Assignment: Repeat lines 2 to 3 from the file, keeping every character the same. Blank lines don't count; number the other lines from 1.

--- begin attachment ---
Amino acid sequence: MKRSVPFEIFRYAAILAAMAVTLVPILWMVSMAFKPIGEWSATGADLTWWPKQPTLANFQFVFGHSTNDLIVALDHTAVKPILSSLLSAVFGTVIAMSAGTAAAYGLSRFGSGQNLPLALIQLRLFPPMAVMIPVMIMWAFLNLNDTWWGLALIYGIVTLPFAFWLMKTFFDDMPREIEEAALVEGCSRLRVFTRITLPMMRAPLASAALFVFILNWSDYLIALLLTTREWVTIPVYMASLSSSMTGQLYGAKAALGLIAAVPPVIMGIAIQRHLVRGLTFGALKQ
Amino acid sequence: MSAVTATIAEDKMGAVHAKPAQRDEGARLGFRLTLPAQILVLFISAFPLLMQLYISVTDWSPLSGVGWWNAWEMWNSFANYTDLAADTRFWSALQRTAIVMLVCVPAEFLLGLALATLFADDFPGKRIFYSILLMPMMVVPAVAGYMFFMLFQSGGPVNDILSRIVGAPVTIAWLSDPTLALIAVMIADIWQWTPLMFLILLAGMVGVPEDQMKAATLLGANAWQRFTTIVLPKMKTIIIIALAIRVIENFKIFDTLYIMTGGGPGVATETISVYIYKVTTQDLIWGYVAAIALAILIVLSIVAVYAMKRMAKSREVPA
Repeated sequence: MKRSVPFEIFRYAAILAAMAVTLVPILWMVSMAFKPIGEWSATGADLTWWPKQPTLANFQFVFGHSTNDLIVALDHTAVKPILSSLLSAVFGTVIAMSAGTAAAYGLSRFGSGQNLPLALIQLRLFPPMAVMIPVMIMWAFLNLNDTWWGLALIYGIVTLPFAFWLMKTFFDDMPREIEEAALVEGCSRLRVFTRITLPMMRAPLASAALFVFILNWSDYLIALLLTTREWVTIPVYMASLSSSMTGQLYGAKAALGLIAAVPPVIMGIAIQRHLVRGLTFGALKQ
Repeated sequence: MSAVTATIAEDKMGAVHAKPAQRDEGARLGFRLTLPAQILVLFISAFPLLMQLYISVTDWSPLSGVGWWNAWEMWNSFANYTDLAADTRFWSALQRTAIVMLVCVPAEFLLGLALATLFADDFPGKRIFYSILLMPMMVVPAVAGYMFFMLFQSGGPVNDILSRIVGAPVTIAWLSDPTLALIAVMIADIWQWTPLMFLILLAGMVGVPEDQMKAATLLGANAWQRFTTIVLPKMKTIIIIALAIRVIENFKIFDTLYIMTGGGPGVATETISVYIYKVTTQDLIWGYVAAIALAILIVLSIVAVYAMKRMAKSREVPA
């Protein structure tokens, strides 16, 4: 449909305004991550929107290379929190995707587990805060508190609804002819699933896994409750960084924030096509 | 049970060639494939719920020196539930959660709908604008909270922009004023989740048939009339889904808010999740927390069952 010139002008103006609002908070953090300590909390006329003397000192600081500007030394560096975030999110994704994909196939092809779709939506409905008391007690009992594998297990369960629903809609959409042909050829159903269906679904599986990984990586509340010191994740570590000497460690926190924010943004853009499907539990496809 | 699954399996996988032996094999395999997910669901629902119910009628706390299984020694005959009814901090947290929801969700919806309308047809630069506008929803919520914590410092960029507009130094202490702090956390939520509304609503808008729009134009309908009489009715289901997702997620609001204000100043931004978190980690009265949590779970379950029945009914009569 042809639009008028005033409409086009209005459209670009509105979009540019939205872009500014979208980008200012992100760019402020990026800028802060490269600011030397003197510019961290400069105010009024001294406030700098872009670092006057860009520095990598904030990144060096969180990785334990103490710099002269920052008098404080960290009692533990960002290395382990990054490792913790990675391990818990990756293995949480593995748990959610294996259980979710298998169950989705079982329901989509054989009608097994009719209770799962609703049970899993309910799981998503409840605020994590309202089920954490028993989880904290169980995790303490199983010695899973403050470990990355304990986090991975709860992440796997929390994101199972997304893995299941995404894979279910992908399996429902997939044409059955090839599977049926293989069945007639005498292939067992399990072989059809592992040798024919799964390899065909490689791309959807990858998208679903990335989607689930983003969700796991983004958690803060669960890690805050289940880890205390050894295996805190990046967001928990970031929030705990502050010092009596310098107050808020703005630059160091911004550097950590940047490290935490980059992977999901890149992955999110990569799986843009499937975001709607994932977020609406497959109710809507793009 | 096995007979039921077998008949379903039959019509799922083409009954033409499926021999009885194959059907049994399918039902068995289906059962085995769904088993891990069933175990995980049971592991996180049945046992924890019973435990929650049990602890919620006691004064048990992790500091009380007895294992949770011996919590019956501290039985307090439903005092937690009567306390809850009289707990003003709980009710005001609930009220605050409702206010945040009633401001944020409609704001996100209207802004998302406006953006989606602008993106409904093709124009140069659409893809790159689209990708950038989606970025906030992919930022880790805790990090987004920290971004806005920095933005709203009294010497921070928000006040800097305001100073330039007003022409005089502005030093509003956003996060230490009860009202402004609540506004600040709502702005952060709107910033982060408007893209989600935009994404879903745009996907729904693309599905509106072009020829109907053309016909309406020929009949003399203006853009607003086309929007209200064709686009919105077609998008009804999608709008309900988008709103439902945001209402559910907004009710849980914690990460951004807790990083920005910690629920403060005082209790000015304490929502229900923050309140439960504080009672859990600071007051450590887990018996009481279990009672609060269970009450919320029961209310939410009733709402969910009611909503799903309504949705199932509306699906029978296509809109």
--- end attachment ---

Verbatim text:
Amino acid sequence: MSAVTATIAEDKMGAVHAKPAQRDEGARLGFRLTLPAQILVLFISAFPLLMQLYISVTDWSPLSGVGWWNAWEMWNSFANYTDLAADTRFWSALQRTAIVMLVCVPAEFLLGLALATLFADDFPGKRIFYSILLMPMMVVPAVAGYMFFMLFQSGGPVNDILSRIVGAPVTIAWLSDPTLALIAVMIADIWQWTPLMFLILLAGMVGVPEDQMKAATLLGANAWQRFTTIVLPKMKTIIIIALAIRVIENFKIFDTLYIMTGGGPGVATETISVYIYKVTTQDLIWGYVAAIALAILIVLSIVAVYAMKRMAKSREVPA
Repeated sequence: MKRSVPFEIFRYAAILAAMAVTLVPILWMVSMAFKPIGEWSATGADLTWWPKQPTLANFQFVFGHSTNDLIVALDHTAVKPILSSLLSAVFGTVIAMSAGTAAAYGLSRFGSGQNLPLALIQLRLFPPMAVMIPVMIMWAFLNLNDTWWGLALIYGIVTLPFAFWLMKTFFDDMPREIEEAALVEGCSRLRVFTRITLPMMRAPLASAALFVFILNWSDYLIALLLTTREWVTIPVYMASLSSSMTGQLYGAKAALGLIAAVPPVIMGIAIQRHLVRGLTFGALKQ